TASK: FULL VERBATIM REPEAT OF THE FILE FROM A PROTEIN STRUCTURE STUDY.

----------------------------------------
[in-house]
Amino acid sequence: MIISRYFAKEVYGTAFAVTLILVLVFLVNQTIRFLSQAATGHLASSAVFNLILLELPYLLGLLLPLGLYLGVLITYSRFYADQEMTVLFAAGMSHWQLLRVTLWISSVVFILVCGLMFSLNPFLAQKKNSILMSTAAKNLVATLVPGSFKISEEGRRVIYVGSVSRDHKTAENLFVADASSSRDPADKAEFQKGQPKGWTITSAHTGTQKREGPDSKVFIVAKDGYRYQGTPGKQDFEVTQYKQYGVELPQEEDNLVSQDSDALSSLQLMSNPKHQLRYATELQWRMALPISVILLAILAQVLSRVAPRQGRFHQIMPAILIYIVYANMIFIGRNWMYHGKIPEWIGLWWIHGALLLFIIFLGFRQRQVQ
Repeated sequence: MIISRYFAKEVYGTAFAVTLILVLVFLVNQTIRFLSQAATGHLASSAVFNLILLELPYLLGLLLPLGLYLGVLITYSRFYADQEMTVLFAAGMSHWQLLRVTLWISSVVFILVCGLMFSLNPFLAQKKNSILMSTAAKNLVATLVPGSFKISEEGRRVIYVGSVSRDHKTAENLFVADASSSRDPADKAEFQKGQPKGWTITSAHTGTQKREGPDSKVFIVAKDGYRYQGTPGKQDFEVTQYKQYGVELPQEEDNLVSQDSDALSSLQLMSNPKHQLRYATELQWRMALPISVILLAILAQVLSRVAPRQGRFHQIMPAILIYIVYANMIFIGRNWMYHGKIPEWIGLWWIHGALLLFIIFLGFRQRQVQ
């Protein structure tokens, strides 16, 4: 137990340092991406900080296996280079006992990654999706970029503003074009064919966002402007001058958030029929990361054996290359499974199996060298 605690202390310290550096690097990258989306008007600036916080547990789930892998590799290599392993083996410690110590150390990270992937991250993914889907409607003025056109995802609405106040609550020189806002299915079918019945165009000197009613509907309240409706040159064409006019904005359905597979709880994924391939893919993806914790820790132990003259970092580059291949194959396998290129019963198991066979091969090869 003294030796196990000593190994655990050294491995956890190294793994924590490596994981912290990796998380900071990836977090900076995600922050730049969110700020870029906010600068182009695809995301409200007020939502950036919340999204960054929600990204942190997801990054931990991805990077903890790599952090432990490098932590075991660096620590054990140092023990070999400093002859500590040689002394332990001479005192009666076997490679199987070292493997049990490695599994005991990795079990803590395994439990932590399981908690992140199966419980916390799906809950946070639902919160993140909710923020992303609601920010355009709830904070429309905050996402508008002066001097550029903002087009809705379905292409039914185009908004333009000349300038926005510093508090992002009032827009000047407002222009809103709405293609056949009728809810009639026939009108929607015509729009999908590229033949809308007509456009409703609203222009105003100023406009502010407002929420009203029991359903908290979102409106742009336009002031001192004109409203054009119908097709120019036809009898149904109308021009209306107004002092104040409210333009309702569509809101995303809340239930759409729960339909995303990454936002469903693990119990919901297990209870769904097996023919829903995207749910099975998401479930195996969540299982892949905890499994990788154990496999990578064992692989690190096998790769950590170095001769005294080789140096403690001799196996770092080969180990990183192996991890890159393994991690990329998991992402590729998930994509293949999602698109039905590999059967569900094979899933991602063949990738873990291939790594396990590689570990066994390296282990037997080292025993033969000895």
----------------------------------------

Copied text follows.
[in-house]
Amino acid sequence: MIISRYFAKEVYGTAFAVTLILVLVFLVNQTIRFLSQAATGHLASSAVFNLILLELPYLLGLLLPLGLYLGVLITYSRFYADQEMTVLFAAGMSHWQLLRVTLWISSVVFILVCGLMFSLNPFLAQKKNSILMSTAAKNLVATLVPGSFKISEEGRRVIYVGSVSRDHKTAENLFVADASSSRDPADKAEFQKGQPKGWTITSAHTGTQKREGPDSKVFIVAKDGYRYQGTPGKQDFEVTQYKQYGVELPQEEDNLVSQDSDALSSLQLMSNPKHQLRYATELQWRMALPISVILLAILAQVLSRVAPRQGRFHQIMPAILIYIVYANMIFIGRNWMYHGKIPEWIGLWWIHGALLLFIIFLGFRQRQVQ
Repeated sequence: MIISRYFAKEVYGTAFAVTLILVLVFLVNQTIRFLSQAATGHLASSAVFNLILLELPYLLGLLLPLGLYLGVLITYSRFYADQEMTVLFAAGMSHWQLLRVTLWISSVVFILVCGLMFSLNPFLAQKKNSILMSTAAKNLVATLVPGSFKISEEGRRVIYVGSVSRDHKTAENLFVADASSSRDPADKAEFQKGQPKGWTITSAHTGTQKREGPDSKVFIVAKDGYRYQGTPGKQDFEVTQYKQYGVELPQEEDNLVSQDSDALSSLQLMSNPKHQLRYATELQWRMALPISVILLAILAQVLSRVAPRQGRFHQIMPAILIYIVYANMIFIGRNWMYHGKIPEWIGLWWIHGALLLFIIFLGFRQRQVQ
């Protein structure tokens, strides 16, 4: 137990340092991406900080296996280079006992990654999706970029503003074009064919966002402007001058958030029929990361054996290359499974199996060298 605690202390310290550096690097990258989306008007600036916080547990789930892998590799290599392993083996410690110590150390990270992937991250993914889907409607003025056109995802609405106040609550020189806002299915079918019945165009000197009613509907309240409706040159064409006019904005359905597979709880994924391939893919993806914790820790132990003259970092580059291949194959396998290129019963198991066979091969090869 003294030796196990000593190994655990050294491995956890190294793994924590490596994981912290990796998380900071990836977090900076995600922050730049969110700020870029906010600068182009695809995301409200007020939502950036919340999204960054929600990204942190997801990054931990991805990077903890790599952090432990490098932590075991660096620590054990140092023990070999400093002859500590040689002394332990001479005192009666076997490679199987070292493997049990490695599994005991990795079990803590395994439990932590399981908690992140199966419980916390799906809950946070639902919160993140909710923020992303609601920010355009709830904070429309905050996402508008002066001097550029903002087009809705379905292409039914185009908004333009000349300038926005510093508090992002009032827009000047407002222009809103709405293609056949009728809810009639026939009108929607015509729009999908590229033949809308007509456009409703609203222009105003100023406009502010407002929420009203029991359903908290979102409106742009336009002031001192004109409203054009119908097709120019036809009898149904109308021009209306107004002092104040409210333009309702569509809101995303809340239930759409729960339909995303990454936002469903693990119990919901297990209870769904097996023919829903995207749910099975998401479930195996969540299982892949905890499994990788154990496999990578064992692989690190096998790769950590170095001769005294080789140096403690001799196996770092080969180990990183192996991890890159393994991690990329998991992402590729998930994509293949999602698109039905590999059967569900094979899933991602063949990738873990291939790594396990590689570990066994390296282990037997080292025993033969000895």